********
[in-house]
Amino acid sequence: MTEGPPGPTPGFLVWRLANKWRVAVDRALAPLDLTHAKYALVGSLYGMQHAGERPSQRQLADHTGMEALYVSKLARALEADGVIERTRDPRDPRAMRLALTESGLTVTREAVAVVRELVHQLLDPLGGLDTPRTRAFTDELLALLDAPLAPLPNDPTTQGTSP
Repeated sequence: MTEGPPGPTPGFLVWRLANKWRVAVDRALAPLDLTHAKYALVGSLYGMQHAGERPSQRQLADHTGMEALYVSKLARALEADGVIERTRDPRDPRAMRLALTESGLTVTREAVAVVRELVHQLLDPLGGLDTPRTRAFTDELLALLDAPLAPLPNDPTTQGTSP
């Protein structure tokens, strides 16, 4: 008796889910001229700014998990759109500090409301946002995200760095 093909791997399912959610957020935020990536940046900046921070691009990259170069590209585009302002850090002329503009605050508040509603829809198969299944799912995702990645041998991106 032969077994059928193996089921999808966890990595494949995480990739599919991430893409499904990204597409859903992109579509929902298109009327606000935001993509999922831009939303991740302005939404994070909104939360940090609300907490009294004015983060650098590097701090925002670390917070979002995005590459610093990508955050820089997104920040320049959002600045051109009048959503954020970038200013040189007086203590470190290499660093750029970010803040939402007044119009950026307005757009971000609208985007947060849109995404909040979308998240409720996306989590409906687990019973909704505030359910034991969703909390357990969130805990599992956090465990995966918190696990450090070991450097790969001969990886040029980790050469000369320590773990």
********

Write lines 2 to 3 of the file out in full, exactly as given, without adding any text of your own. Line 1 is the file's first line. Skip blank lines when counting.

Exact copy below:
Amino acid sequence: MTEGPPGPTPGFLVWRLANKWRVAVDRALAPLDLTHAKYALVGSLYGMQHAGERPSQRQLADHTGMEALYVSKLARALEADGVIERTRDPRDPRAMRLALTESGLTVTREAVAVVRELVHQLLDPLGGLDTPRTRAFTDELLALLDAPLAPLPNDPTTQGTSP
Repeated sequence: MTEGPPGPTPGFLVWRLANKWRVAVDRALAPLDLTHAKYALVGSLYGMQHAGERPSQRQLADHTGMEALYVSKLARALEADGVIERTRDPRDPRAMRLALTESGLTVTREAVAVVRELVHQLLDPLGGLDTPRTRAFTDELLALLDAPLAPLPNDPTTQGTSP